Last fall, the Federal Communications Commission (FCC) adopted historic rules to require broadband Internet Service Providers (ISPs) to protect certain sensitive customer information, including web browser history, app usage history and specific geolocation information.

Under the rules, ISPs would have been allowed to share less sensitive information, like email addresses, unless the consumer opts out.  The rules would also have required a consumer’s affirmative “opt-in” before an ISP could share the most sensitive information.

The rules were slated to take effect in December of this year. Congress recently passed a bill repealing the rules, which was signed by the President yesterday, so the FCC rules will not go into effect after all. Privacy advocates argue that the repeal puts the interests of ISPs before consumer privacy. Supporters of the repeal argue that the rules unfairly targeted ISPs while other platforms, like Facebook and Google, would not have been bound by similar restrictions.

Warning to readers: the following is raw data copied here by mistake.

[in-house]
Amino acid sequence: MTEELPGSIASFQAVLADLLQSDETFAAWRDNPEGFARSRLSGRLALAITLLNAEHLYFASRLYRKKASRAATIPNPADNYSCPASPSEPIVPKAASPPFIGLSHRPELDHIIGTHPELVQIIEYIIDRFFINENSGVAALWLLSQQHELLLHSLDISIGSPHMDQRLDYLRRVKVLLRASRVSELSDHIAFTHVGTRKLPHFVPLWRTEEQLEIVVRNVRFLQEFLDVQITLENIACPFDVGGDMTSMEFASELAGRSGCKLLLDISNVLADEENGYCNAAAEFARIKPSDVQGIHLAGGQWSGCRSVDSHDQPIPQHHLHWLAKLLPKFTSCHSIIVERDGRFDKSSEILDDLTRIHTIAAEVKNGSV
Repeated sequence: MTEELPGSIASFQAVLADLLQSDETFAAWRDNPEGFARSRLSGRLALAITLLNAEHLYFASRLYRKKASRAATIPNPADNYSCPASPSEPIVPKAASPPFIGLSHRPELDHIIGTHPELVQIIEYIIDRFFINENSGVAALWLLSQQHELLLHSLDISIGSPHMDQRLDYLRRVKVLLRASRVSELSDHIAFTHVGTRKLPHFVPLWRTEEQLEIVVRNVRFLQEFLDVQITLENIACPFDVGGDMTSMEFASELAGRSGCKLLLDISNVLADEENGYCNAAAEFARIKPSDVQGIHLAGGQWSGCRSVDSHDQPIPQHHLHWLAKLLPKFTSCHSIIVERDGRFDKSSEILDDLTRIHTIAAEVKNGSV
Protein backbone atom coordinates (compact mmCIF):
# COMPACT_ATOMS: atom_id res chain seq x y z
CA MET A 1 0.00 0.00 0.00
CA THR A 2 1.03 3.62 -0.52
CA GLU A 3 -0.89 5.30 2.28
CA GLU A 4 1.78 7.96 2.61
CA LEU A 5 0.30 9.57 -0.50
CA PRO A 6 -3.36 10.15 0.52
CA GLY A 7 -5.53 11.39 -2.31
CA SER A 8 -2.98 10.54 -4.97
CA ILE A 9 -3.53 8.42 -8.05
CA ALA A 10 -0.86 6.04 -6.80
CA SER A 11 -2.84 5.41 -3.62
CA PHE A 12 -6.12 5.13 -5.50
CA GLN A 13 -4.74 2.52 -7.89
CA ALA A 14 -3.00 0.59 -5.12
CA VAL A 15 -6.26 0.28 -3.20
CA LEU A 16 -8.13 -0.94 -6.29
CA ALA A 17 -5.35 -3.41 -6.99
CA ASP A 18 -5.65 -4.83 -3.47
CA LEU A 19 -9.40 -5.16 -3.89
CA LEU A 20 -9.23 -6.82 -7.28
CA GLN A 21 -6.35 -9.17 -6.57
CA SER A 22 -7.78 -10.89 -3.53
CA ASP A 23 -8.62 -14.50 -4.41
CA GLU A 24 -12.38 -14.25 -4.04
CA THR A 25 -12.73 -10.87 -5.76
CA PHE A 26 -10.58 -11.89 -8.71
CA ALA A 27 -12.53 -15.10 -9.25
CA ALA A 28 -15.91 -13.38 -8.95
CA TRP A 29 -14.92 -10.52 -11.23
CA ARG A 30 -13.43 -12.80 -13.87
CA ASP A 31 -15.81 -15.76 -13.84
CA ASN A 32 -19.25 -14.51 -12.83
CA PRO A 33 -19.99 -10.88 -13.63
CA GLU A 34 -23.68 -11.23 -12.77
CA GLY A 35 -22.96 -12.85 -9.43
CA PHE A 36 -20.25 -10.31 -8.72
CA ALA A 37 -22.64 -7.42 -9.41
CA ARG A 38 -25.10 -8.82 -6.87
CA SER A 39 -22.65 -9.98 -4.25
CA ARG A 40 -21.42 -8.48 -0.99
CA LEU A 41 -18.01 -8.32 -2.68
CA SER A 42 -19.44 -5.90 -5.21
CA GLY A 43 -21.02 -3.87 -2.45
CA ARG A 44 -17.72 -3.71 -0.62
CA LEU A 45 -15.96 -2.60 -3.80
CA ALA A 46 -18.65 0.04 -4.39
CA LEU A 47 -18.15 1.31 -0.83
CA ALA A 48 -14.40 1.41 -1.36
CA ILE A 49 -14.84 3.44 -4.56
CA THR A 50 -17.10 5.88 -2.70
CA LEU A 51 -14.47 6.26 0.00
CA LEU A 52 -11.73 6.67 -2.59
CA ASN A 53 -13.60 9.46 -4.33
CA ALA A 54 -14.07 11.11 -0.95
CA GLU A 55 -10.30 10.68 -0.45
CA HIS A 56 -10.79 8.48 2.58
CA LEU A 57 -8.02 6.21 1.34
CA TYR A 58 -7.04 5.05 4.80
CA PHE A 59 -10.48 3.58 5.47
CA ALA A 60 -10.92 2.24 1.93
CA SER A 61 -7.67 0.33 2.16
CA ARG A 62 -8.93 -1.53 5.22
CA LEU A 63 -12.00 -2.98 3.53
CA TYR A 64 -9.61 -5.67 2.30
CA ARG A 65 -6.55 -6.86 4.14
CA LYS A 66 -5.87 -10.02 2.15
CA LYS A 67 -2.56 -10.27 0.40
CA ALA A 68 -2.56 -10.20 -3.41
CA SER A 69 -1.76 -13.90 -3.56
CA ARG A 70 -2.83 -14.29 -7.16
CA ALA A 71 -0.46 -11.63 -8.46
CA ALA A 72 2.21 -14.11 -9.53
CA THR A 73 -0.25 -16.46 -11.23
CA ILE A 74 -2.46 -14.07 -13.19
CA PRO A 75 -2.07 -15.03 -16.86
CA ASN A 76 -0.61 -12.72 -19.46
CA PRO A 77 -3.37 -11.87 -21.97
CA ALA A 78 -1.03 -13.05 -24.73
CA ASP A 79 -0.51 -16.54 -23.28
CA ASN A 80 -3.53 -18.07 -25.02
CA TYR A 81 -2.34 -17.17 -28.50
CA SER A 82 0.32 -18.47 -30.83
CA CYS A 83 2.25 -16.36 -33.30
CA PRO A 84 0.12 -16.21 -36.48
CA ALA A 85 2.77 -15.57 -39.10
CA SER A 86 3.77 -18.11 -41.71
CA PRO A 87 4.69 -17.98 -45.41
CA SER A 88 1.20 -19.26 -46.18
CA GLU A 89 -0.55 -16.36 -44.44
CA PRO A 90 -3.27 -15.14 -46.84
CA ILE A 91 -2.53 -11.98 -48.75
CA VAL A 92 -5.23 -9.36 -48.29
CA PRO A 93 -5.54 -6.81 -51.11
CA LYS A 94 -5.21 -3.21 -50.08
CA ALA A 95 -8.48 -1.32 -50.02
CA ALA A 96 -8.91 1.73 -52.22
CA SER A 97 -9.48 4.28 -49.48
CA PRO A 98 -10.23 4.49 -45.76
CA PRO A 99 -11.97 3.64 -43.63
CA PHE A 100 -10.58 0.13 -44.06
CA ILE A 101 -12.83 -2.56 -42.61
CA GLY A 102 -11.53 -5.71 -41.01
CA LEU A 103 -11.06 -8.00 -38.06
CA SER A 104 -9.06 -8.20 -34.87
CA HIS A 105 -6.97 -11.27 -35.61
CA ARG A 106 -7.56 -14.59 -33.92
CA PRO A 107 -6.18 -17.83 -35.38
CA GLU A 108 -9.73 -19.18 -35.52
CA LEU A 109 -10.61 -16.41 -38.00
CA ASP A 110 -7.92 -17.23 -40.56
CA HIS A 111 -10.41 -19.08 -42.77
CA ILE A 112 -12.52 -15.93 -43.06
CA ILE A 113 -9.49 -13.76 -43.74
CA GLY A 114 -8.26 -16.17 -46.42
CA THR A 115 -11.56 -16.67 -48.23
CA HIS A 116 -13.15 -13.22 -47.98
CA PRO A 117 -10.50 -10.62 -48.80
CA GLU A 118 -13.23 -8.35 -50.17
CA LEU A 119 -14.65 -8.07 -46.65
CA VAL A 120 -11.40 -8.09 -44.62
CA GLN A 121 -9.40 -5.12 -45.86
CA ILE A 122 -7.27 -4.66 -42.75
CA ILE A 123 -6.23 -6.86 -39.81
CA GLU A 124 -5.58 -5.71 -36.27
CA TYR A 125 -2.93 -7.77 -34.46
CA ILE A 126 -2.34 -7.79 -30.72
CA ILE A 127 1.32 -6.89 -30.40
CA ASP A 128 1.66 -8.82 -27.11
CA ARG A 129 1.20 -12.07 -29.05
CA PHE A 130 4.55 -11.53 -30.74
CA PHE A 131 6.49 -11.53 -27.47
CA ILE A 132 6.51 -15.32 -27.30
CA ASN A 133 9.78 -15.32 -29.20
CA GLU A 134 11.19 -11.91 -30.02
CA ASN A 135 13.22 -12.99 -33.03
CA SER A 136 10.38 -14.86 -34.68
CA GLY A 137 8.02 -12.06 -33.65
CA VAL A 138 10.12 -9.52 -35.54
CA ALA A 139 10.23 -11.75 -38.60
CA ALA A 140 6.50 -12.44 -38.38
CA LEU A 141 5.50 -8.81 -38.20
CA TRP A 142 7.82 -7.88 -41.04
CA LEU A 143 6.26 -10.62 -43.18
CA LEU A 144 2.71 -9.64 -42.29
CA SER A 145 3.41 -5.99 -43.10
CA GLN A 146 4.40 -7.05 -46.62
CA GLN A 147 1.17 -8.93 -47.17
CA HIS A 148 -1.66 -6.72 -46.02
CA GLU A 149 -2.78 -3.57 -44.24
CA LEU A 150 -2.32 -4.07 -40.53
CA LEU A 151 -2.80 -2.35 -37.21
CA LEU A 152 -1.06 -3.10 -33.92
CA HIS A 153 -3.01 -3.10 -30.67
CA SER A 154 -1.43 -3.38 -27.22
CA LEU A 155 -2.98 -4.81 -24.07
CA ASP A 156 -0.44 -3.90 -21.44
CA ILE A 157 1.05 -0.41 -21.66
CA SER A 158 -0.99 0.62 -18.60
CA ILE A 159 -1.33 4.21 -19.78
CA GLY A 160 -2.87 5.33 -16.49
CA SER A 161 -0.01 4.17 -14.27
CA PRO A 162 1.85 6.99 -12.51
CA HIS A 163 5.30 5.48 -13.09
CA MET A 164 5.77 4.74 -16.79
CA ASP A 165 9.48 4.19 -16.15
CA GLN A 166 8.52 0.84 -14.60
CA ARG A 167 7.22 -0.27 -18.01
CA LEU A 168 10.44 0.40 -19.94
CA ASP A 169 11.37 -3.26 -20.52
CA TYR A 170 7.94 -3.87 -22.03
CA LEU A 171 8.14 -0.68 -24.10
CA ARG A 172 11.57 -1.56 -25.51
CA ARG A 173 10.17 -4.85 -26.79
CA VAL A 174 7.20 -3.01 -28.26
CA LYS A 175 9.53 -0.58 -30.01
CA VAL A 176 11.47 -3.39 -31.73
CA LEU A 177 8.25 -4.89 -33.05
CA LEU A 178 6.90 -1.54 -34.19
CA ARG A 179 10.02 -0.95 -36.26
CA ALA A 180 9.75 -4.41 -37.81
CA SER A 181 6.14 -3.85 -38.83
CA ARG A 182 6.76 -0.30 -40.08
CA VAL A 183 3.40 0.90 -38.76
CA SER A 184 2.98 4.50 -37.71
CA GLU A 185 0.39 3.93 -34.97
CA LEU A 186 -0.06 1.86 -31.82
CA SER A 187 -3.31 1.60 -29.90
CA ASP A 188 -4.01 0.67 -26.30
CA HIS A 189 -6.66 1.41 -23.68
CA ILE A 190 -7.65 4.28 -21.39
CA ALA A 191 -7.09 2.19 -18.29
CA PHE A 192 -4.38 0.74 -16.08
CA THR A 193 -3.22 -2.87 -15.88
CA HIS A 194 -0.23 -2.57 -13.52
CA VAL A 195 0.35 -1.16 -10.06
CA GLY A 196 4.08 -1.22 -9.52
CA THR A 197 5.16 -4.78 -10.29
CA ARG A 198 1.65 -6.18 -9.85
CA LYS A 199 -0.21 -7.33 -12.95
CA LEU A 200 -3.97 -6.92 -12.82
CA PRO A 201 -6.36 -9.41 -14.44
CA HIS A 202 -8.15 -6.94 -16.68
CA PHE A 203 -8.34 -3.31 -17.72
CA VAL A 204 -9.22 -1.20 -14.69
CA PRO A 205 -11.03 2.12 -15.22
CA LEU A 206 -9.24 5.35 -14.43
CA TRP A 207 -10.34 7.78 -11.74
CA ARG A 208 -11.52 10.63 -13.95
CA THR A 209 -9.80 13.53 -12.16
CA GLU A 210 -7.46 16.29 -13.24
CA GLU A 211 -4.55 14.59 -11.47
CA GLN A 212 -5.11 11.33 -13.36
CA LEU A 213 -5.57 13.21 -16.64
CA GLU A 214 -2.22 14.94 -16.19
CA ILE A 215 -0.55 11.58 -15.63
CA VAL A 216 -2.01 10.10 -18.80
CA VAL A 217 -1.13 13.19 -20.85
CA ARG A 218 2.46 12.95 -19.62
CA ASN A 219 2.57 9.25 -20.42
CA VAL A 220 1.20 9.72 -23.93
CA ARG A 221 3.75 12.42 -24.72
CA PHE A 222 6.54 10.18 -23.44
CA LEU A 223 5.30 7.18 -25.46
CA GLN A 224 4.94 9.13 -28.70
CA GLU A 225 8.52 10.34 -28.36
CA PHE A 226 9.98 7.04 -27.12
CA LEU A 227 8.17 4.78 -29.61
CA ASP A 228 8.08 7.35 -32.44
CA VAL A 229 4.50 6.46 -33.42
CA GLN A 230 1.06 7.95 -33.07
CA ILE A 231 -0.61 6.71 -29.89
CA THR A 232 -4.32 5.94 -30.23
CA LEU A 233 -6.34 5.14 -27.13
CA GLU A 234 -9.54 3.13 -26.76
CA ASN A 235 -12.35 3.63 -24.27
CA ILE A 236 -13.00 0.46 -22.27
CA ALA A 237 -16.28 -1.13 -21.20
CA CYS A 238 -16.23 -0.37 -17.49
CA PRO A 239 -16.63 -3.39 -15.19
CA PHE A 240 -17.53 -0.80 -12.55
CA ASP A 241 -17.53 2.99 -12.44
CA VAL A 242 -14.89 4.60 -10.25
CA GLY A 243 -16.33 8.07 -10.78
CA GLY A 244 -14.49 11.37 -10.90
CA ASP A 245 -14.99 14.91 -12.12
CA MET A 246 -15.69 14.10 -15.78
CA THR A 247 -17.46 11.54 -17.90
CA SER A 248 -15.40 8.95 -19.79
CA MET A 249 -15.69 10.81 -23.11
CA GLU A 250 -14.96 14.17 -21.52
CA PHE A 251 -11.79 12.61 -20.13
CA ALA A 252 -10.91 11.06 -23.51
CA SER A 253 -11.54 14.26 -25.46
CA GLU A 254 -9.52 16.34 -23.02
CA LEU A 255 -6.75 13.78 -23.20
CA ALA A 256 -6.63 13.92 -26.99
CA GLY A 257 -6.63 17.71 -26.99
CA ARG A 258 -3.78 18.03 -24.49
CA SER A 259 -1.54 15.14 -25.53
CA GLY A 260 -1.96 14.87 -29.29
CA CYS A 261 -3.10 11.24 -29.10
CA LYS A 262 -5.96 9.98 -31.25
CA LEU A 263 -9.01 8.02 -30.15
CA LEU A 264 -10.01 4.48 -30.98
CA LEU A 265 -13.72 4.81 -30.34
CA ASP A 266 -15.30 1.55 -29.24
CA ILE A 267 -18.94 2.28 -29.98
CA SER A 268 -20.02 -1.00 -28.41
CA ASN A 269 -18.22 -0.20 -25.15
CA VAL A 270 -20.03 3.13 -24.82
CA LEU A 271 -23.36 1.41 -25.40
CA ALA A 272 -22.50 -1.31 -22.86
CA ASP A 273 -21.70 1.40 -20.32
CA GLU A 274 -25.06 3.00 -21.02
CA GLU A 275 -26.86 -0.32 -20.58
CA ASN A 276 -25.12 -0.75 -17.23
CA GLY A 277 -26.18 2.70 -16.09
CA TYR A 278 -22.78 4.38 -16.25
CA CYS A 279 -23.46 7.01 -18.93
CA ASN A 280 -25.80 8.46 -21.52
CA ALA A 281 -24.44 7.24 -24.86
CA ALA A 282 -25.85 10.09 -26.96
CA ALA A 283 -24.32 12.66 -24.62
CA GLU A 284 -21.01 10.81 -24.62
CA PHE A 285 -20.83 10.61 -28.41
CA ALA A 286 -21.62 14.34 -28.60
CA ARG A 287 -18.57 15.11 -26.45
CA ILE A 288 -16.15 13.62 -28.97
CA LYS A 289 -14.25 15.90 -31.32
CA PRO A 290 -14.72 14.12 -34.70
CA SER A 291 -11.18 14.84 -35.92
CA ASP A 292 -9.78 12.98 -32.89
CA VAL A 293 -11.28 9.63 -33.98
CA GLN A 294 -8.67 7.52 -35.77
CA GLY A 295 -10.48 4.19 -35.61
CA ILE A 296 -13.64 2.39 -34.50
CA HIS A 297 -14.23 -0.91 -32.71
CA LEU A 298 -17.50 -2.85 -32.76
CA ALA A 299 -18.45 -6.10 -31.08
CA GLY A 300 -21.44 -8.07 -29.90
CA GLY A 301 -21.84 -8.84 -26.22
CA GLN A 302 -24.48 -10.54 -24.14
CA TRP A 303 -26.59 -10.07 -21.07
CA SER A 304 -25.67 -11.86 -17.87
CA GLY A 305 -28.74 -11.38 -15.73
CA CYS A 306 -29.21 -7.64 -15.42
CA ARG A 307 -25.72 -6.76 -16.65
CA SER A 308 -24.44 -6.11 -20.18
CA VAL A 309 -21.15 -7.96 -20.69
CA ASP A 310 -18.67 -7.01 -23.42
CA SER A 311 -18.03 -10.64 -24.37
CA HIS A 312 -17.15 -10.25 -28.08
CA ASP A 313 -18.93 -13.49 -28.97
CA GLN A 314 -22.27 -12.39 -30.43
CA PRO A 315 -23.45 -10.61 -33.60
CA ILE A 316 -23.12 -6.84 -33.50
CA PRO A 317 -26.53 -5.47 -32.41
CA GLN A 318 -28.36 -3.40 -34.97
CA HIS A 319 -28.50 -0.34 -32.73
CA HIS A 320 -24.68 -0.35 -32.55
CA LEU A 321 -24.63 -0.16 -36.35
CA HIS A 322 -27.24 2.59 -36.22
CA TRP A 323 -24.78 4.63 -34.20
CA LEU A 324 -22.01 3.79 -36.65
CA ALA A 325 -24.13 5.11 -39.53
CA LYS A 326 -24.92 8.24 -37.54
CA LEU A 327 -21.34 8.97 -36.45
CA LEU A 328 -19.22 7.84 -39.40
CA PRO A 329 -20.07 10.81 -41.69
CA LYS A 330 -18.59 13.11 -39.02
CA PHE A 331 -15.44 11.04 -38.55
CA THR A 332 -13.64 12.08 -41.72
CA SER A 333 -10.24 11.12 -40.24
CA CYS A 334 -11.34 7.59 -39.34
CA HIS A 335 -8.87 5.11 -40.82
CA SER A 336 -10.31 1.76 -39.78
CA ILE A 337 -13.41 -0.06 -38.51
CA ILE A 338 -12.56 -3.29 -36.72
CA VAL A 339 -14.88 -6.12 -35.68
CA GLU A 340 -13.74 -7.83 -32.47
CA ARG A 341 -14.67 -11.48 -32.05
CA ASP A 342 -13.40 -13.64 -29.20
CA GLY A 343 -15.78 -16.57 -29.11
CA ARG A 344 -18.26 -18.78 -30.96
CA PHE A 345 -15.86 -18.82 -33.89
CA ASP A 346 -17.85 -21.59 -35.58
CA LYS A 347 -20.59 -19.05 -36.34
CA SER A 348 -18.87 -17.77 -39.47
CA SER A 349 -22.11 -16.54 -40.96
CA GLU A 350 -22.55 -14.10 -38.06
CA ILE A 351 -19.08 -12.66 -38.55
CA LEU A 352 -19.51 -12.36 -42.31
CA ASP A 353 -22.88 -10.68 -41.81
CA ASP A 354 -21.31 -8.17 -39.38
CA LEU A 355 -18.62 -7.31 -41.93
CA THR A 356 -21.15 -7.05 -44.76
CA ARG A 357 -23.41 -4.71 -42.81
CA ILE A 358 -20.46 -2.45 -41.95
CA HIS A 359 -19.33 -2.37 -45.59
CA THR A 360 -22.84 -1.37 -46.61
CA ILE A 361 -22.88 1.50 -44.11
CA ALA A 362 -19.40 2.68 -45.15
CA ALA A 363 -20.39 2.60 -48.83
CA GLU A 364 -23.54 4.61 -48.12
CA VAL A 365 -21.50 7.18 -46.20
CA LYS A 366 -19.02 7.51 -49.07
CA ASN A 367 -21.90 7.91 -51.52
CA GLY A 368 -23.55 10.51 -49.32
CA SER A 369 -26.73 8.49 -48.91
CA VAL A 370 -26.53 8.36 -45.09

Read a summary of the FCC proposed rules here and an article with more information about the repeal here. Contact us at Ossian Law regarding any information technology law matter.

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